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Deionizing system

Re: Deionizing system

Postby ricka182 » Mar 08 2021, 2:24pm

Might sound crazy, but I use a few gallons of bottled water. Either grocery store brand for .50, or a deep rock well water station .35 per gallon. Both waters are very low in overall mineral content, and that is what is causing the spots. I'll do a full hose rinse first, then simply douse the "cleaner" water from the top down. It doesn't take much to wash away the "bad" water. I'm not trying to soak the whole truck, just enough to wash away or dilute the tap water. Then I will still go ahead and dry the truck, either with my $30 Toro leaf blower, or with a microfiber towel.

If I am doing a full detail, I will use the blower to make sure I have all water gone. Water running down from a crack onto a polish or wax pad isn't good. But once I get the initial full detail and proper paint protection, most water just runs off on it's own, no need for a special rinse system or water. I'll still use the blower if needed, or just a towel carefully to avoid scratching. Any spots left over are removed with a clean towel and a spritz of quick detailer spray.
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Re: Deionizing system

Postby plant.one » Mar 08 2021, 8:07pm

CT2500HD wrote:You can just use a cheap $20 carbon filter inline with your hose. It will limit pressure, but if using a pressure washer they don't need much input pressure anyway.

https://www.amazon.com/gp/product/B01D57CVEM/



a carbon filter will NOT achieve the same result as a mixed bed deionizing resin filter like the op posted.

apples vs bananna's. carbon is often used (in drinking water applications, etc) as a pre-filter for more advanced filters (like reverse osmosis or deionizers like shown) to remove heavy metals to save a little bit of resin life, but you'll never get the dissovled carbonates and such that are leaving behind the hard water stains that the DI cartridge will do. activated carbon's primary purpose beyond heavy metals (mercury, lead, copper (very very limited uptake capacity here), and some chemicals like chlorine, etc - is to improve flavor and pickup large particles as they're usually 5-10 micron passthrough.. it's pretty much uselsss for anything else including but not limited to iron removal, etc etc etc.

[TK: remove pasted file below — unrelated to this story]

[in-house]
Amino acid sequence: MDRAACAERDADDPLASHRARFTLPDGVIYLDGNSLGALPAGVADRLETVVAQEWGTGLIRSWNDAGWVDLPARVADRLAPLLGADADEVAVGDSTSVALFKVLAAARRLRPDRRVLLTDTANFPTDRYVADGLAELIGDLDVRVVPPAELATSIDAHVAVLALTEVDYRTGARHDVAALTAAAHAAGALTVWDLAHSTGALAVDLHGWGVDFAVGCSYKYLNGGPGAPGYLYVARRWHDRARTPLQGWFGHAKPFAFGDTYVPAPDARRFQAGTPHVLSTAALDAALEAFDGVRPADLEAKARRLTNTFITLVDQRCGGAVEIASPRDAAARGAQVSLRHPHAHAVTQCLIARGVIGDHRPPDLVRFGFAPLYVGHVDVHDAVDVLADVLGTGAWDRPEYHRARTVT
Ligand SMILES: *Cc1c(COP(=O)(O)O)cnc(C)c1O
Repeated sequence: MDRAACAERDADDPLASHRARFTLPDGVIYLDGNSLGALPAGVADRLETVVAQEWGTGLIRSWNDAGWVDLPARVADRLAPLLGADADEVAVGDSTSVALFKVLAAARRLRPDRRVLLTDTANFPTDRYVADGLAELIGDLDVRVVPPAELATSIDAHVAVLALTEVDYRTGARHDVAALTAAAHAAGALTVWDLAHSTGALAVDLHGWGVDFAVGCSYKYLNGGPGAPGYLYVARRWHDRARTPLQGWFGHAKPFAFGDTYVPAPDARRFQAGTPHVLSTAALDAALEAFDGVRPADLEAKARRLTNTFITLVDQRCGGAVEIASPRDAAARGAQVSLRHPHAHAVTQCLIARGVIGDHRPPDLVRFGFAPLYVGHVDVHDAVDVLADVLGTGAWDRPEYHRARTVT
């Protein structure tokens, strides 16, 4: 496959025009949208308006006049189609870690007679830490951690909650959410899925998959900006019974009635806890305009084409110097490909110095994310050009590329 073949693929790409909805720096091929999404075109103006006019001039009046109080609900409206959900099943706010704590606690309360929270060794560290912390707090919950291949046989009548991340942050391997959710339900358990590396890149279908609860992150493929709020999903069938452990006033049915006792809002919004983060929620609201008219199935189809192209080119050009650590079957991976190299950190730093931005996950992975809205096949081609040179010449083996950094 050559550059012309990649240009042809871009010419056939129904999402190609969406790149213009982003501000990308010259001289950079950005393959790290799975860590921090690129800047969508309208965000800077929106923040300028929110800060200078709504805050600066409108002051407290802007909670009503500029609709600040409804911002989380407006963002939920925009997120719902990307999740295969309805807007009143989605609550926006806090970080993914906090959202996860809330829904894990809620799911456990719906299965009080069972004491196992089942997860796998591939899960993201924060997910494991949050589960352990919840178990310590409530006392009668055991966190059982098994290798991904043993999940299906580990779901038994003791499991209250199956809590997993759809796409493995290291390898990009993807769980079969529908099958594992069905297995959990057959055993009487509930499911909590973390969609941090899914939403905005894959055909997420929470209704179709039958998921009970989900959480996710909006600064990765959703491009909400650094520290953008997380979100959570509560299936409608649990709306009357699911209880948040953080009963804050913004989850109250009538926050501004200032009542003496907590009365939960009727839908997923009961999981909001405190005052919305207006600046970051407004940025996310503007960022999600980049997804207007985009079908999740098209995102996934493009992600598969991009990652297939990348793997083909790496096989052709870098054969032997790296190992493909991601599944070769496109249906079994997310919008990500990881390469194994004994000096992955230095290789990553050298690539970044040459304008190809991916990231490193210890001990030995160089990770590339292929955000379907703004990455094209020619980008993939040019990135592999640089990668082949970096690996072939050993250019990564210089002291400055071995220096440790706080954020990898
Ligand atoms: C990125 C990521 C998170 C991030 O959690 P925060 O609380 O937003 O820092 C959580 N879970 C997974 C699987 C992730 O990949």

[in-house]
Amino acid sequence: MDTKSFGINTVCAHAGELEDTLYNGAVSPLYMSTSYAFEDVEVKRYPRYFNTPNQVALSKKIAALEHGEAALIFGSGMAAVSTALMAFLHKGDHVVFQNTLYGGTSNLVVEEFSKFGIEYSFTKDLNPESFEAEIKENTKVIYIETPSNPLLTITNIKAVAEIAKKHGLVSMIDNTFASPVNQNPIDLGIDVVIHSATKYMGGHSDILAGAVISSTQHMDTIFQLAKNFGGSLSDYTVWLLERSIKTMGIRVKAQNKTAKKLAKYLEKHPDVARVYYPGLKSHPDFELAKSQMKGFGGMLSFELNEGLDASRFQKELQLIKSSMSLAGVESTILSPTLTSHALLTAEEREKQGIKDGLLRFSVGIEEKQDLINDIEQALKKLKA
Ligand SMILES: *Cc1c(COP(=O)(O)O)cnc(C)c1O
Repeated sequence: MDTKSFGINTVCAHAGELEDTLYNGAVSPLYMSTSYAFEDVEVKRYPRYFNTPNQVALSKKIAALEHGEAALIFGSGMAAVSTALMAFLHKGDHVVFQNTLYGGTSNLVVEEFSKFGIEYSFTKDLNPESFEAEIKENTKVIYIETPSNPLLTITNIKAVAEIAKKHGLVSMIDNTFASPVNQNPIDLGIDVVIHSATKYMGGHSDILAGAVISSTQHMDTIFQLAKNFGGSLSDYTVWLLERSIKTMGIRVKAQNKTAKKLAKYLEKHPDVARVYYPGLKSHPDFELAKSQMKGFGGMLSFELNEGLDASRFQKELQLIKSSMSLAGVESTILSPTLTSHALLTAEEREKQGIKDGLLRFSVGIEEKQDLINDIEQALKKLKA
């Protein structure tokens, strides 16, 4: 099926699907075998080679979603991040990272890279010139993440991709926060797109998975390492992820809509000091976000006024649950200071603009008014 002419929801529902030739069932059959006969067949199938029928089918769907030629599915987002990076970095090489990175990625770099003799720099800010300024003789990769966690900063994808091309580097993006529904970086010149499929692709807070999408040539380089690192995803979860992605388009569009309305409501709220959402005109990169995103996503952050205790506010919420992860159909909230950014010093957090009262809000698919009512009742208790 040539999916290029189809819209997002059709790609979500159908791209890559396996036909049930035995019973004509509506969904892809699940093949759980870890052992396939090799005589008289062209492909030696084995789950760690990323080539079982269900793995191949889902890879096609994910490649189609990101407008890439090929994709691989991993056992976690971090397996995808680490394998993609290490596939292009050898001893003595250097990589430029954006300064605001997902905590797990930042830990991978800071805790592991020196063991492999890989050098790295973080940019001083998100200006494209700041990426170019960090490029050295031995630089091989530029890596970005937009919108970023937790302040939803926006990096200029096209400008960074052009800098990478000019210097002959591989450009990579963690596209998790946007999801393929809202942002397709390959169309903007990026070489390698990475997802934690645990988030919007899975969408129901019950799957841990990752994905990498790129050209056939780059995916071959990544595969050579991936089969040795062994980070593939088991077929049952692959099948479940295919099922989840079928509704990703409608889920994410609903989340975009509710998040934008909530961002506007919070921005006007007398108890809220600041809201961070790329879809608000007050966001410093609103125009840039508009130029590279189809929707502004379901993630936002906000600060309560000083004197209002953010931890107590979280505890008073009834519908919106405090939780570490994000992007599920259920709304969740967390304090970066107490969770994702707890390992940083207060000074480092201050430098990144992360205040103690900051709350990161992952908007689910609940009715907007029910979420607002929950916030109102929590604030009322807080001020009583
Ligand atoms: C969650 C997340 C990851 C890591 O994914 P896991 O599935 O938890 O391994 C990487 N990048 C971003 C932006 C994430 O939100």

to the OP: DI resin cartridges like this are great at first, but the more you use them the less effective they are until they're worn out. the worse your water is going in, the faster they will fail. As noted replacement cost is pretty high as well. you can save a few $ by going to a refillable cartridge in that housing, but you're gonna pay somewhere on the rate of $8/lb unless you're willing to buy in serious bulk (50ish lb) and then you can about half that rate.

https://www.amazon.com/Aquatic-Life-Mix ... 01HT4CMP0/

https://www.amazon.com/Mixed-Exchange-S ... 007IW0HNS/

you'll be better served ( long term if you dont have one already ) to work with a trusted local water treatment company, get a water analysis done and install a proper whole house water treatment & softener system. if you have a lot of rust stains, adding an iron filter in front of your softner is going to run you another few hundred more $, but the added expense will extend the life and efficiency of your softener out by a measure of years and will absolutely pay for itself long term. its not cheap, but its defiantly worth it in the long run, especailly when you're talking about getting a >$200 product just as a bandaid to wash your ride with.

then talk to a plumber about hooking in a bypass so that you can run - as needed, just by turning a couple valves - softened water to the outside spigot(s) that you use for your car washing. Outdoor spigots are pre-softener as the salt they use can play hell on certain (most) species of trees and other plants in your landscaping if you're irrigating with it. plus you'll burn through way more salt if you're watering on the regular so there's a cost issue too.

that'll probably be a more effective long term use of your $$ than trying some bolt-on inline system like the link you've shared.

hth
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